The credit expired at the beginning of 2015, stalling new wind projects, but when Congress re-upped the program through 2020 in December, at least a few companies jumped at the opportunity.

At the Port of Vancouver this year, General Electric, Vestas and Siemens have or are shipping parts bound for wind farms in Illinois, North Dakota and Eastern Oregon. Some of the components are nacelles, which house the energy-producing parts of the turbine, while some are towers and the imposing turbine blades seen coming and going from the port on rail cars and trucks.

“Some blades coming through for Eastern Oregon are over 190 feet long, some of the longest on the market and the longest we’ve moved,” Russell said.

Those blades need to be trucked one-by-one out to Huntington, Ore. — a technical feat, by the sight of it — while components bound for Courtenay, N.D., and Kankakee County, Ill., will travel by rail.

The recent boom is reigniting what was a steady business at the port.

“Of the 141 wind projects either operating, under construction or approved in the Northwest — Washington, Idaho, Oregon and Montana — the Port of Vancouver has handled components for 28 percent of them,” Russell said.

Like those turbines turning in the sky, the wind business at the port may come full circle again. Wind incentives are set to drop 20 percent per year until they expire again at the end of 2020.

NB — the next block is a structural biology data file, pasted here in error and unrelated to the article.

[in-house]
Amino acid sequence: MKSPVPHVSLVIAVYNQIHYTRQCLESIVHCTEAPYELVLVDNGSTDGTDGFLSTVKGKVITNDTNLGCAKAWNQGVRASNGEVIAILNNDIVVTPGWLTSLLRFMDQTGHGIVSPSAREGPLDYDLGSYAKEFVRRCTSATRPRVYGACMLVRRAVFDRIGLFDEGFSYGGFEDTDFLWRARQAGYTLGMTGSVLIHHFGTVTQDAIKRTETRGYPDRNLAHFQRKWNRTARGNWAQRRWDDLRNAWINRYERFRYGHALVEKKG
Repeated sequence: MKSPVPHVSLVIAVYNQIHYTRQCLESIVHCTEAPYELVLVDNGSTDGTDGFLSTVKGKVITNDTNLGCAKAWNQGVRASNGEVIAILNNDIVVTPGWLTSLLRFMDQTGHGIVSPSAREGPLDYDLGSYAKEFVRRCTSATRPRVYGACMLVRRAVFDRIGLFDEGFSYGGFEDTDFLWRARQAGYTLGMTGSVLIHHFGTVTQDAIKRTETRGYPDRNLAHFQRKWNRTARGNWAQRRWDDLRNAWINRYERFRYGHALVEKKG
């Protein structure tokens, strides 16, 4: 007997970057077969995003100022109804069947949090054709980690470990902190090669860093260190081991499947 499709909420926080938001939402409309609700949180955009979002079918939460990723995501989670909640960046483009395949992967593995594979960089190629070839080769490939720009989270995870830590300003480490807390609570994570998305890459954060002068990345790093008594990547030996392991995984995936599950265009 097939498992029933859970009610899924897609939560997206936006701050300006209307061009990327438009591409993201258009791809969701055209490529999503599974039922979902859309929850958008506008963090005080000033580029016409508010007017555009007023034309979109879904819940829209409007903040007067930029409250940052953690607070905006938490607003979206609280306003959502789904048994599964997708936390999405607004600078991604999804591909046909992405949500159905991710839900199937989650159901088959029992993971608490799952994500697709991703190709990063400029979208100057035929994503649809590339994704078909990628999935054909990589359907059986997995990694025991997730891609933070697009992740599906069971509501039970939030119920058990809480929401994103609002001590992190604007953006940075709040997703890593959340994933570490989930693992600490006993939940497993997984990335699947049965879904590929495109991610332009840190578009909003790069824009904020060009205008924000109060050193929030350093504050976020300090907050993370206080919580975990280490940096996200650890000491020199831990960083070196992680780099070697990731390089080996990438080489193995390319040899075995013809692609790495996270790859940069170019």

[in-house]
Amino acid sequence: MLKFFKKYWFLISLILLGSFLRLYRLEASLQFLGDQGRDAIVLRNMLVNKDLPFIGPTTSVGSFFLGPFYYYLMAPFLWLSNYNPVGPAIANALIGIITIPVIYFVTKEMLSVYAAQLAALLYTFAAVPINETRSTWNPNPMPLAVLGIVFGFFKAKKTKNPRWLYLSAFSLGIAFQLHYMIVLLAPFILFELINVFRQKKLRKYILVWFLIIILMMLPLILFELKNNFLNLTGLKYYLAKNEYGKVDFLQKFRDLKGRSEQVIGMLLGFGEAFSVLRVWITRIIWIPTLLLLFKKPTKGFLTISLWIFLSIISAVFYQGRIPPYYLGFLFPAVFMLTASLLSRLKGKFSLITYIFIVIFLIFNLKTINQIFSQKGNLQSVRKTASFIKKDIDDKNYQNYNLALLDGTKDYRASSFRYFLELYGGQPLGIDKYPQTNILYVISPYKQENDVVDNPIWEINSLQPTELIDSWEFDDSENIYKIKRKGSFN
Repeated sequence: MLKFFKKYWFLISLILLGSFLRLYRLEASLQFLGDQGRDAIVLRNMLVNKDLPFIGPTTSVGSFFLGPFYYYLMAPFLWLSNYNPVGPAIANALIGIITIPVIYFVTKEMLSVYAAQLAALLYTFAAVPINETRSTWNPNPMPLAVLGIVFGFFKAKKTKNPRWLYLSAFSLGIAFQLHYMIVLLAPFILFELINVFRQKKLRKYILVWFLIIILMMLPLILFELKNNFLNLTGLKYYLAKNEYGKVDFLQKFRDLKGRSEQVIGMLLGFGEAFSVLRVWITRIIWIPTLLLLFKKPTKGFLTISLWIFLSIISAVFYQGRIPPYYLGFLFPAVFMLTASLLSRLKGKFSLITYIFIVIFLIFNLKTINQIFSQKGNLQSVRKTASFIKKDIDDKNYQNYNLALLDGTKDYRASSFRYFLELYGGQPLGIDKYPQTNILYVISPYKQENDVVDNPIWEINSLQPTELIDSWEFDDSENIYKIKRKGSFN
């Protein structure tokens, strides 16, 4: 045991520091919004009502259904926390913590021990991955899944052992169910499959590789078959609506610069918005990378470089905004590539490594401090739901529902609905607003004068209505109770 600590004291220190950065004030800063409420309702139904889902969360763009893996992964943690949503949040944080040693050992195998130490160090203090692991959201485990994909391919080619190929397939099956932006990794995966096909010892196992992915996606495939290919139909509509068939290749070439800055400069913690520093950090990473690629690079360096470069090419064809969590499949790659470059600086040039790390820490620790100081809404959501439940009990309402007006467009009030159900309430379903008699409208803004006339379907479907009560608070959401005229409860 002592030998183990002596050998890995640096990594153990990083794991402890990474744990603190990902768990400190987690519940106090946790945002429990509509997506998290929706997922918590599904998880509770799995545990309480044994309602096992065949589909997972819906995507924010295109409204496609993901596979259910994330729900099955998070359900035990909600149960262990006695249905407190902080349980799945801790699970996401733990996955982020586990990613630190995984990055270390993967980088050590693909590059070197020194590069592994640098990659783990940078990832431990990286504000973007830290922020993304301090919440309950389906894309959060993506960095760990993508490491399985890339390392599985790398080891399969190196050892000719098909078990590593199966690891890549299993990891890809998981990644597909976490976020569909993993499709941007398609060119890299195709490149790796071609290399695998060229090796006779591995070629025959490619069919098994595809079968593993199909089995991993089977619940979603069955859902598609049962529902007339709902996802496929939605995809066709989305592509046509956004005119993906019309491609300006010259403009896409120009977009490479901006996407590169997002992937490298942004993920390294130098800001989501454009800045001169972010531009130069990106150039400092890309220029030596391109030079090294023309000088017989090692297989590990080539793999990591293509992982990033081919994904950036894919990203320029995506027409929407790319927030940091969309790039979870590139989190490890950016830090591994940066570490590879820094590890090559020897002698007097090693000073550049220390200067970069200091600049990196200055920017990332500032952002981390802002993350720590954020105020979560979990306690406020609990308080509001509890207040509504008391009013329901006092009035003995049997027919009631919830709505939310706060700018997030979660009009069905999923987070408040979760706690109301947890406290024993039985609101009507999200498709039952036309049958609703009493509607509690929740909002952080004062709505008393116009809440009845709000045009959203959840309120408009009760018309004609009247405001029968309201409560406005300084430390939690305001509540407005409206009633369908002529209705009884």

“Everyone’s trying to get rolling this year,” said Mickelson, the port sales director. “There were a number of projects stagnant due to tax credits before.”

Growth cycle

Few industries are as stop-and-go, due to tax credit fluctuations, as renewable energy. Solar incentives paid by the state have had a similar effect on personal and community arrays in the past decade, as the right incentive amount can mean a break-even-or-better outlook for a project.

“The program has been so successful that in many utility districts (including Clark Public Utilities) the funding limit has been reached,” according to Puget Sound Solar.

For wind, companies will be racing the clock to start building before the incentive drops a step at the start of each year.

“It takes about nine months for a project to get off the ground, so when or if Congress decides to (extend wind energy credits) it really stimulates that industry,” Russell said. “Year one you climb that hill and years two and three you peak — all other things held the same, that’s how it should work.”

The port has pressed Congress, as part of its lobbying effort, to sustain the incentives for the port’s interest and regional jobs.

“We have the capacity in the Northwest to generate so much capacity through wind,” Russell said. “They’re good jobs at the port as well.”

Even if the oil terminal gets built at Terminal 5, where wind components are being stored at the port today, the business wouldn’t get interrupted by operations there, Russell said.

“We intentionally built the loop track to be able to handle multiple commodities for multiple customers,” she said.

It may feel like yin and yang — fossil fuels and green energy side-by-side at the port — though both would only pass through the terminal.

“It’s an interesting microcosm,” Russell said, “that we are looking at both and can do both.”

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Columbian Business Reporter